Sustainability is about ecology, economy and equity.- Ralph Bicknese

How Much Plastic Is In Your Life?


How many plastic items can you reach out and touch right now? One certain item would be the screen you are reading this on. For me, I can also count my keyboard, my phone, my reusable coffee cup, my tape dispenser, and my belt. The more I look around, the more plastic I embedded into my daily life.

Continuing the dialogue following the plastic bag ban in Seattle, the Burke Museum takes a closer look at our relationship with plastic in its ongoing exhibit “Plastics Unwrapped.” Located on the University of Washington campus, this exhibit explores plastic’s interactions – both positive and negative – with human life, and how plastic technology is changing global culture.

We undeniably live in an age of plastic technology. Plastic can be found in every corner of our daily lives, from electronics to food packaging to the interior of our walls. It’s also found in surprising commodities like gum, face wash, kitchen sponges, and many more household items.

Many have also been studying  plastic’s potentially harmful effects. Plastic degrades very slowly, making it an environmental hazard, and some types may prove toxic. Business Ethics magazine states that one plastic bag can take anywhere from 10–100 years to degrade, and even then the plastic particles still exist. Others question the potential toxicity of certain plastic compounds, especially Bisphenol A (BPA), which the FDA banned from being used in bottles.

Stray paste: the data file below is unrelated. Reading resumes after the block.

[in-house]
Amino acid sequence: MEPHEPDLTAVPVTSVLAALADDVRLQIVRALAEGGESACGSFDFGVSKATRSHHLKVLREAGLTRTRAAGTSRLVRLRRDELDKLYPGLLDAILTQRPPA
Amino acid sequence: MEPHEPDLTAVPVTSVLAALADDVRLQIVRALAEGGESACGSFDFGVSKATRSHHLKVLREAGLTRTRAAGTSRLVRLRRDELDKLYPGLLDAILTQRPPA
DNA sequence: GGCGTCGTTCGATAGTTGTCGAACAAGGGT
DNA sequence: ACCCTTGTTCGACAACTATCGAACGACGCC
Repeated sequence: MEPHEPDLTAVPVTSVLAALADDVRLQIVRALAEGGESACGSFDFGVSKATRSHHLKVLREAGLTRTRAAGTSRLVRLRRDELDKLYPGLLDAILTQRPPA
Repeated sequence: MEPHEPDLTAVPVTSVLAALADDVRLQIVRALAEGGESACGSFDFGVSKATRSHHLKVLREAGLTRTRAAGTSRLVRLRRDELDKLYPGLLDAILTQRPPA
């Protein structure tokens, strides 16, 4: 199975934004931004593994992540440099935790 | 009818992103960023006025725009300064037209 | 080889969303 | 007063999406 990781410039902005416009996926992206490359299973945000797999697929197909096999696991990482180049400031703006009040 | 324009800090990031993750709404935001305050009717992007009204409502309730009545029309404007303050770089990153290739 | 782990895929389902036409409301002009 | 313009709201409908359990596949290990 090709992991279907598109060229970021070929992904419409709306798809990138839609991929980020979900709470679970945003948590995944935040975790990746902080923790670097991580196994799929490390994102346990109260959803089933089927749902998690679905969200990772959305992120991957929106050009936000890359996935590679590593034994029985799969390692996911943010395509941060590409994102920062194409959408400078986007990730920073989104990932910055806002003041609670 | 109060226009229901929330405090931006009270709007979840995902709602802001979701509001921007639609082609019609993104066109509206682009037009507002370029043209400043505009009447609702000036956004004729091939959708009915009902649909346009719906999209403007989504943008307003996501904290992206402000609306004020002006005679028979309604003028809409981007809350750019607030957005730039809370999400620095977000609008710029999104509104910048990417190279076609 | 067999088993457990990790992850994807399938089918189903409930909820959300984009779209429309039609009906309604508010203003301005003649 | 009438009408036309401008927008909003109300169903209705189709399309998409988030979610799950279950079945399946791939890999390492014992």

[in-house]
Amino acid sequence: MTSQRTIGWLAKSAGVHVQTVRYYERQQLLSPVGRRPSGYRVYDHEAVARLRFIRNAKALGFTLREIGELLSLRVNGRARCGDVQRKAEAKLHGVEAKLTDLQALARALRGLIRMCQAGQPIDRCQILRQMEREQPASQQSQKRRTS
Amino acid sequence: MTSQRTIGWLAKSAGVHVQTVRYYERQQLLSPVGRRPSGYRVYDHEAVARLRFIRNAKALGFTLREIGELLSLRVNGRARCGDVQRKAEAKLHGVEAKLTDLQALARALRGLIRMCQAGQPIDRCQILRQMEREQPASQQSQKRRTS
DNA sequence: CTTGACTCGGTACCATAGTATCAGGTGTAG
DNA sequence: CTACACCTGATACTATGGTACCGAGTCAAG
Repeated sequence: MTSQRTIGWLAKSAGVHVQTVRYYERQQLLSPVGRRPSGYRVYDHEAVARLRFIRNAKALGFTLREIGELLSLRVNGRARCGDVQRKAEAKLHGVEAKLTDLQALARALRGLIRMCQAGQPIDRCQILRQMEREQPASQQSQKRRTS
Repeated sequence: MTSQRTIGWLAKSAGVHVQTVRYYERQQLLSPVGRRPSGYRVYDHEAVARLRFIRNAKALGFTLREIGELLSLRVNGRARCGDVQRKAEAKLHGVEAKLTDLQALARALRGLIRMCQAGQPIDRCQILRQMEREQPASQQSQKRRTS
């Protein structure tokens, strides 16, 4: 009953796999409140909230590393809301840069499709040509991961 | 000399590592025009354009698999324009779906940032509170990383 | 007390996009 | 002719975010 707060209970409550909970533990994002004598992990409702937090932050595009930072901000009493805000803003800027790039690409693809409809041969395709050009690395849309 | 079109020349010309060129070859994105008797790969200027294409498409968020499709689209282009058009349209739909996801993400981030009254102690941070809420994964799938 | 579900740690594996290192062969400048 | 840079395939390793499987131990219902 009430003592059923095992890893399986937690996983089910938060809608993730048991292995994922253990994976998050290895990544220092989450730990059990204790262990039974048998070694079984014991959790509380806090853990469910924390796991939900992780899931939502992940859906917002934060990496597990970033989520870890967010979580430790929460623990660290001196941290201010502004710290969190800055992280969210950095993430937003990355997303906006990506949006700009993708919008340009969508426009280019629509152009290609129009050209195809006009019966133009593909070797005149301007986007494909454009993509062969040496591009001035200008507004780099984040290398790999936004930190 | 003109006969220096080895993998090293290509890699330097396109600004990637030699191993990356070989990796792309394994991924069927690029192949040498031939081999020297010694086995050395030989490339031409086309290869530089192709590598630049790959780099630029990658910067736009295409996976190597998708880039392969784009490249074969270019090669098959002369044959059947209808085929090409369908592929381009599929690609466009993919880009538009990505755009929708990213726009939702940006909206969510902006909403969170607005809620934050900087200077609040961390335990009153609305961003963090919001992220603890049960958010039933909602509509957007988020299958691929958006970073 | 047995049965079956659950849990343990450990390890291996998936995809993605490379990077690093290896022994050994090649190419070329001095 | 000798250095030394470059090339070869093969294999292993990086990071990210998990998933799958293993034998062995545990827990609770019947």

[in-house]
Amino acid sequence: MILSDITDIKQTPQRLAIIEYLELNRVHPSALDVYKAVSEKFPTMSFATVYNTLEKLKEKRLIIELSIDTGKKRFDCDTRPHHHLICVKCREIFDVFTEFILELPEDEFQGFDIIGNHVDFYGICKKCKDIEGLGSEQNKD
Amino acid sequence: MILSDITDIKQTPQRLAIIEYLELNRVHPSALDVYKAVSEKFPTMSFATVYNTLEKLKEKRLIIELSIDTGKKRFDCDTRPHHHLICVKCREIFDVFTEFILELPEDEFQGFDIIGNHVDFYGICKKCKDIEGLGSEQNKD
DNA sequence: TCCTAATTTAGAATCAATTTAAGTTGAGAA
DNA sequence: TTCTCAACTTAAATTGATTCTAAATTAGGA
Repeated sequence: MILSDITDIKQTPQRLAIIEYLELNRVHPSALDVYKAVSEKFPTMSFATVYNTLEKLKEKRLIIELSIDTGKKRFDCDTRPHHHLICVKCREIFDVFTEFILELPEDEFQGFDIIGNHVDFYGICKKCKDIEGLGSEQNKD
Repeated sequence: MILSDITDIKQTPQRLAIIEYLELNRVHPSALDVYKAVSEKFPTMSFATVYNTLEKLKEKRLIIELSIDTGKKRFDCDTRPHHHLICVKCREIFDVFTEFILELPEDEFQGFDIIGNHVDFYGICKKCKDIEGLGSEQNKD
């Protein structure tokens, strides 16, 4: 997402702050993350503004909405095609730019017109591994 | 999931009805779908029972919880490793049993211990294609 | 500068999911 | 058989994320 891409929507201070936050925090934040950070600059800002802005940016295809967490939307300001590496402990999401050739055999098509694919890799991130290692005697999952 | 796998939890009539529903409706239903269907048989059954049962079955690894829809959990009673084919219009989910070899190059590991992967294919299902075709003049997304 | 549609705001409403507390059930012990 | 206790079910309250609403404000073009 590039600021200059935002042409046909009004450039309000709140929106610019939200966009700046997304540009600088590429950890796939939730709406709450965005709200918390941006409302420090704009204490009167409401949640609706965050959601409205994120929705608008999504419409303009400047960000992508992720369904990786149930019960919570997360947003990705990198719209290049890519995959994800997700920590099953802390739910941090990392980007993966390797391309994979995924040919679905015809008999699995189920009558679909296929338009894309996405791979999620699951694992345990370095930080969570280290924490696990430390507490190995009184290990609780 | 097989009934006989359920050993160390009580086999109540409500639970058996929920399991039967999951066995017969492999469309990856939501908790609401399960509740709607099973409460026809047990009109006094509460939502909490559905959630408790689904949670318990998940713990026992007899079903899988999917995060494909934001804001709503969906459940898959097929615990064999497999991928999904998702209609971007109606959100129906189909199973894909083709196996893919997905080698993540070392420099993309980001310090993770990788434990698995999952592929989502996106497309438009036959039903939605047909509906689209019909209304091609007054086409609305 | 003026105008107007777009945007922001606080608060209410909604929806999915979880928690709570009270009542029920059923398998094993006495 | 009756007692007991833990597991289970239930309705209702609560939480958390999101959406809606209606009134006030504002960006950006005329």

But, as one UW student points out, plastic has also greatly improved food safety and daily comfort. It is durable, versatile, and very convenient to use.

This exhibit explains why all of these things are true, and goes deeper into the economy, ecology, and history of plastics. The exhibit teaches visitors about the rise and the continuous impact of plastic technology on a global scale, including testimony from a Seattle woman who spent a month forgoing all plastic materials.

Click here for a coupon for $2 admission to this exciting exhibit. It goes until May 27, 2013.

Tell us your thoughts about the plastics industry in the comments below!

For more information about plastic pollution, click here and here.

Author: Sara Kenning

Sustainability Assistant at Seattle Pacific University's Office of Facility and Project Management

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